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on March 3, 2009
Mysterious death threats against city officials seem like a joke at first. Then the bullets and the bombs come out, and the boys of the 87th Precinct realize that they're dealing with another caper by their old nemesis, the Deaf Man.

This is an exceptionally well-crafted police procedural. The characterizations of Carella, Meyer, and Cotton Hawes are like being reunited with old friends, and the subplots all dovetail to support the main plot. Another great book by McBain -- fun, interesting, and absorbing.

Reviewer: Liz Clare, co-author of the historical novel "To the Ends of the Earth: The Last Journey of Lewis and Clark"
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on September 9, 2013
Another great McBain 87th Precinct story --- I'm reading them all and I'm never disappointed. Great plot, sharp dialogue, smart commentary. The problem with this particular edition, published by RosettaBooks, is the terrible editing job --- mostly run-on sentences. Apparently whatever editor skimmed through this book had lost touch with the concept of periods to end sentences. I've read enough of McBain's books to know that he knew what periods were for.
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on December 28, 2014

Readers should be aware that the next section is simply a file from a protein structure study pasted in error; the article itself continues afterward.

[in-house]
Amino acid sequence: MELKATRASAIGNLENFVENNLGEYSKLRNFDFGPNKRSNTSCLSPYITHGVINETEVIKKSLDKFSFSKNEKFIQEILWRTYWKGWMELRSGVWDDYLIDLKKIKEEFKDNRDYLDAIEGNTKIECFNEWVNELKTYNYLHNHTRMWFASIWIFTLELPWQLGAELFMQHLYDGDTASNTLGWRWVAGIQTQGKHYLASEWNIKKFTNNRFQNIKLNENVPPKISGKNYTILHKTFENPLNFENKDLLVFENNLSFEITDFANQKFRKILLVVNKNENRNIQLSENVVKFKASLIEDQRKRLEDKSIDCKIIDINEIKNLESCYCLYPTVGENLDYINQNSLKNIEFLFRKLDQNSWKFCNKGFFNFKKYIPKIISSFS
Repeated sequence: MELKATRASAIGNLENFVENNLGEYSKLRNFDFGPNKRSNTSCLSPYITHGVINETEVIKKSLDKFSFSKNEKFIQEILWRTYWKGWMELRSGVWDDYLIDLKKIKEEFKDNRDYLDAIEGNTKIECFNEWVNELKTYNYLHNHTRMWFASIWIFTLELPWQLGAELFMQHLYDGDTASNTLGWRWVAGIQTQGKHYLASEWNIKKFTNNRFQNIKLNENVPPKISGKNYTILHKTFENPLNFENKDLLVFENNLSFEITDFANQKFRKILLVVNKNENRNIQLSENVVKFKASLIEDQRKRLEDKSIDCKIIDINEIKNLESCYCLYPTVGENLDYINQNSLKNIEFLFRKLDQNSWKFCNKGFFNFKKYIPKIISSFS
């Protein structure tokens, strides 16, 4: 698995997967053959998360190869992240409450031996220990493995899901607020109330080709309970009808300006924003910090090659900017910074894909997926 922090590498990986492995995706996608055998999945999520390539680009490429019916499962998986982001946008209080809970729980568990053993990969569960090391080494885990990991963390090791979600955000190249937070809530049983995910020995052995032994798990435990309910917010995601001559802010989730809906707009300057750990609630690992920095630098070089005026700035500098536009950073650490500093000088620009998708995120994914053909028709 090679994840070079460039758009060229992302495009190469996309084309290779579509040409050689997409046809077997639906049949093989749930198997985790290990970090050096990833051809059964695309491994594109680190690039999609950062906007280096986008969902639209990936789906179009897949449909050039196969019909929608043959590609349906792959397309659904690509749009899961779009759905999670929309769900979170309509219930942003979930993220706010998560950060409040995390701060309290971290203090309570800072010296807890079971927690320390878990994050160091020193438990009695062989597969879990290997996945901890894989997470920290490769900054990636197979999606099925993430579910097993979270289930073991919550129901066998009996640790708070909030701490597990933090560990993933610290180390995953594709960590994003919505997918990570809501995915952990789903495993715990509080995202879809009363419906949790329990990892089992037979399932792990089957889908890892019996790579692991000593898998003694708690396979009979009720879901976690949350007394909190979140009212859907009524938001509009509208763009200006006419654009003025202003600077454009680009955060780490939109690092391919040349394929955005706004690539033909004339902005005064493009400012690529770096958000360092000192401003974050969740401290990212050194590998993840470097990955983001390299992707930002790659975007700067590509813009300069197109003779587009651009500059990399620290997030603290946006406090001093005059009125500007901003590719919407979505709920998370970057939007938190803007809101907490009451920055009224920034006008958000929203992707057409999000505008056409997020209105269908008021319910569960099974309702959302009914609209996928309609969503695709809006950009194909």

I am biased but I find that all of Ed McBain's 87th Precinct novels are good and Fuzz is no exception. The earlier books are shorter and more succinct than the later ones. All of Mr. McBain's novels have two driving forces: great plots and great characters. I love the people of the 87th because they are so well written that I feel like I know them. Now Mr. McBain's plots remind me of Hill Street Blues before it got ruined. The 87th Precinct novels, when they start, give the impression that life started way before Page 1 and that life will continue after the Last Page. Ed McBain did not believe in wrapping up a novel into a neat little bow by the end. You know that cases had started before the major one and that cases will continue after, whether the main plot is done or not. Like Hill Street Blues's story arcs, these novels are called police procedurals for a reason. With the exception of the Deaf Man (the 87th's version of Professor Moriarty) and his nefarious machinations, all of the other cases, criminals, cops, snitches, etc. seem exceptionally real. The police procedures are real. The fact that every case is not solved is real. The fact that characters die is real. I love the people of the 87th. I want the criminals caught. I want the cops to succeed and survive. Ed McBain can be deep in his observations, conservative in his descriptions, generous in his dialogue, and humorous in everyday situations and even very dark ones. Are these novels everyone's cup of tea? No, no novel is, even those considered classic literature. I love these novels and one of my deepest regrets is that I never got to meet Evan Hunter before he passed away to thank him for the many, many hours of enjoyment I have realized from his work.